Every time the little blue mark pops up on the bottom of my Twitter feed, it means I have connected with someone. One time, that blue mark appeared because Margaret Atwood had retweeted my tweet. It was incredible – an accomplished, famous writer who has over 300,000 Twitter followers took the time to retweet my tweet. I took a screenshot of my tweet on her profile, uploaded it to Instagram, and updated my Facebook status (it read: One of my tweets was retweeted by Margaret Atwood, one of my favorite authors. No big deal…just kidding, it is!). In my 15 minutes of Twitter fame (at least, it felt like fame to be on Margaret Atwood’s profile for, literally, 15 minutes before I was lost in her sea of tweets) I experienced how literary culture powered by social media makes writers and literary organizations accessible.

One of my projects this semester was to add to our SR Goodreads bookshelves all of the books by SR Contributors from all of our nine issues. I created bookshelves that hold fiction, nonfiction, and poetry written by Superstition Review contributors. With nine issues of Superstition Review released to date, the number of books quickly rose to well over 1,000. I became better acquainted with so many contemporary authors.

Some Superstition Review contributors have a vast list of published works, such as Sherman Alexie, T.C. Boyle, Adrian C. Louis, and Madison Smartt Bell. Other contributors have a smaller list of works on Goodreads, but their readership is growing as they use Goodreads and other social networking sites to create an online presence. The SR Goodreads account is a great way to follow their careers.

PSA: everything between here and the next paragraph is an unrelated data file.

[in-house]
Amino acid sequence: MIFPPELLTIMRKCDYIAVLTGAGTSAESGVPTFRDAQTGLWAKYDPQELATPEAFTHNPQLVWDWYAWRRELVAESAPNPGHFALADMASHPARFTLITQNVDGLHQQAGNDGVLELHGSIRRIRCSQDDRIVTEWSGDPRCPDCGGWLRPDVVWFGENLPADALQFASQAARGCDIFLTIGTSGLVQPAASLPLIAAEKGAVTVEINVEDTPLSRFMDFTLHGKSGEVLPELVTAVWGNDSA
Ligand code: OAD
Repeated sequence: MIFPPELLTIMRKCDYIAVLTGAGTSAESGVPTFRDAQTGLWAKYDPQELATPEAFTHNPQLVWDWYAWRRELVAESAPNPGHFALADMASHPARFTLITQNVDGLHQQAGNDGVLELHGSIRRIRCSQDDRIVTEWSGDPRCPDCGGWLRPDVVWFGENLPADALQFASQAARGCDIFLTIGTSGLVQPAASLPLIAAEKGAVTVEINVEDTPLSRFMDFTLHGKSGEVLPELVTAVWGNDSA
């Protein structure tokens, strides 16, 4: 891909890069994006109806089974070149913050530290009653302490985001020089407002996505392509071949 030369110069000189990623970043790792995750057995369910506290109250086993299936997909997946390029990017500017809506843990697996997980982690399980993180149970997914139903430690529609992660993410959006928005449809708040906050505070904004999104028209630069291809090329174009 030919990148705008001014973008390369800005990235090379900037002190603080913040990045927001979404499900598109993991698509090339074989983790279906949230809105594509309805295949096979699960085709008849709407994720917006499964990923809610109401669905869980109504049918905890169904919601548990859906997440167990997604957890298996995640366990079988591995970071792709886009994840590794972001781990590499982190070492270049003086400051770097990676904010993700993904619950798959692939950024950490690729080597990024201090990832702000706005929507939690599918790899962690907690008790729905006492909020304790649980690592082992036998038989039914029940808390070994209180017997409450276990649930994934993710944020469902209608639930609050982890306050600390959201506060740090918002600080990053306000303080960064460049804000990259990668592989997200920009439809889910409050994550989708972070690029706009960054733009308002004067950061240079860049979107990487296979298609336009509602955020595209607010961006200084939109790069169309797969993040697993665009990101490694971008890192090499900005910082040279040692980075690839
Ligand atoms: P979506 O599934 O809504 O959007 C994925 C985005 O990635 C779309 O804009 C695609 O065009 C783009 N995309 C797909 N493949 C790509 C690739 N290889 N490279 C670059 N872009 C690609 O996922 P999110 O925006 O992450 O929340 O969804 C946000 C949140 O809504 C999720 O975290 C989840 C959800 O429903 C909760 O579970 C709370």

As I worked on a Goodreads project for Superstition Review, I noticed that literary magazines and presses are also using Goodreads, like other social networking sites, to extend their online presence. Goodreads’ target audience is passionate readers, so the site can be used to showcase works that magazines and presses have published while making connections with readers and other literary organizations.

Willow Springs and Featherproof Books have bookshelves titled “we published it,” The Paris Review has their blog connected to their Goodreads account, and Superstition Review includes all of their various social networking links on their Goodreads profile. The Goodreads literary community shares the goal of extending readership of their magazine, blog, and the authors they have published, while increasing traffic to their other social networking sites.

With the emergence of Goodreads, the options for following and connecting with authors, literary magazines, and presses is vast. Facebook, Twitter, Blogs, and Goodreads are all channels of communication within the literary community: which do you prefer and how do you use them?